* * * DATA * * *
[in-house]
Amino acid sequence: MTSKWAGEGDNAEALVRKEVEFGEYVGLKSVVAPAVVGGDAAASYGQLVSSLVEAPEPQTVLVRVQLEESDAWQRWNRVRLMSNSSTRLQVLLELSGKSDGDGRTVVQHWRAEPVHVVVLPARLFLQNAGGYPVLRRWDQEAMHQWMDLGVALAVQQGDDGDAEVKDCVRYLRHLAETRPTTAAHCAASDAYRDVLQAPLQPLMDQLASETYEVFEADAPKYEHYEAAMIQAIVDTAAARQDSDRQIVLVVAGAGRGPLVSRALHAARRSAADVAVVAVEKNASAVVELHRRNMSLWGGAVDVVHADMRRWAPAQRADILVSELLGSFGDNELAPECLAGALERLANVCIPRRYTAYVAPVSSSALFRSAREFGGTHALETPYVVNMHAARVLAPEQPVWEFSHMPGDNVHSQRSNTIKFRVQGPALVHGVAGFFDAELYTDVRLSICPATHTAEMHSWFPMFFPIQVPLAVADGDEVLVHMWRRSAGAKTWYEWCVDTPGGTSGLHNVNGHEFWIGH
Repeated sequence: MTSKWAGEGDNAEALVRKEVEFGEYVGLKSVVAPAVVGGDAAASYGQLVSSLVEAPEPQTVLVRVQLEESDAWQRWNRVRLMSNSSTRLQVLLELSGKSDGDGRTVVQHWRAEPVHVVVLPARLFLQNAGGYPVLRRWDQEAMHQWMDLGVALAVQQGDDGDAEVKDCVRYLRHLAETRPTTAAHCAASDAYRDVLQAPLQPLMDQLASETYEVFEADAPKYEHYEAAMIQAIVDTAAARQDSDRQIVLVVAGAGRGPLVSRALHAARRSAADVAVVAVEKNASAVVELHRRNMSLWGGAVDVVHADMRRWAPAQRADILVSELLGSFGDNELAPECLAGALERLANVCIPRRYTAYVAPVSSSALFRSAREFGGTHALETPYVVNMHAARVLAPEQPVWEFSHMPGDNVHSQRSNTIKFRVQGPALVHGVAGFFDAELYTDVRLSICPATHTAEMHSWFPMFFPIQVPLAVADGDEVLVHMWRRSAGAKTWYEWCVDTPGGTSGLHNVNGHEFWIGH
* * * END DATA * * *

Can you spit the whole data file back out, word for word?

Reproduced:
[in-house]
Amino acid sequence: MTSKWAGEGDNAEALVRKEVEFGEYVGLKSVVAPAVVGGDAAASYGQLVSSLVEAPEPQTVLVRVQLEESDAWQRWNRVRLMSNSSTRLQVLLELSGKSDGDGRTVVQHWRAEPVHVVVLPARLFLQNAGGYPVLRRWDQEAMHQWMDLGVALAVQQGDDGDAEVKDCVRYLRHLAETRPTTAAHCAASDAYRDVLQAPLQPLMDQLASETYEVFEADAPKYEHYEAAMIQAIVDTAAARQDSDRQIVLVVAGAGRGPLVSRALHAARRSAADVAVVAVEKNASAVVELHRRNMSLWGGAVDVVHADMRRWAPAQRADILVSELLGSFGDNELAPECLAGALERLANVCIPRRYTAYVAPVSSSALFRSAREFGGTHALETPYVVNMHAARVLAPEQPVWEFSHMPGDNVHSQRSNTIKFRVQGPALVHGVAGFFDAELYTDVRLSICPATHTAEMHSWFPMFFPIQVPLAVADGDEVLVHMWRRSAGAKTWYEWCVDTPGGTSGLHNVNGHEFWIGH
Repeated sequence: MTSKWAGEGDNAEALVRKEVEFGEYVGLKSVVAPAVVGGDAAASYGQLVSSLVEAPEPQTVLVRVQLEESDAWQRWNRVRLMSNSSTRLQVLLELSGKSDGDGRTVVQHWRAEPVHVVVLPARLFLQNAGGYPVLRRWDQEAMHQWMDLGVALAVQQGDDGDAEVKDCVRYLRHLAETRPTTAAHCAASDAYRDVLQAPLQPLMDQLASETYEVFEADAPKYEHYEAAMIQAIVDTAAARQDSDRQIVLVVAGAGRGPLVSRALHAARRSAADVAVVAVEKNASAVVELHRRNMSLWGGAVDVVHADMRRWAPAQRADILVSELLGSFGDNELAPECLAGALERLANVCIPRRYTAYVAPVSSSALFRSAREFGGTHALETPYVVNMHAARVLAPEQPVWEFSHMPGDNVHSQRSNTIKFRVQGPALVHGVAGFFDAELYTDVRLSICPATHTAEMHSWFPMFFPIQVPLAVADGDEVLVHMWRRSAGAKTWYEWCVDTPGGTSGLHNVNGHEFWIGH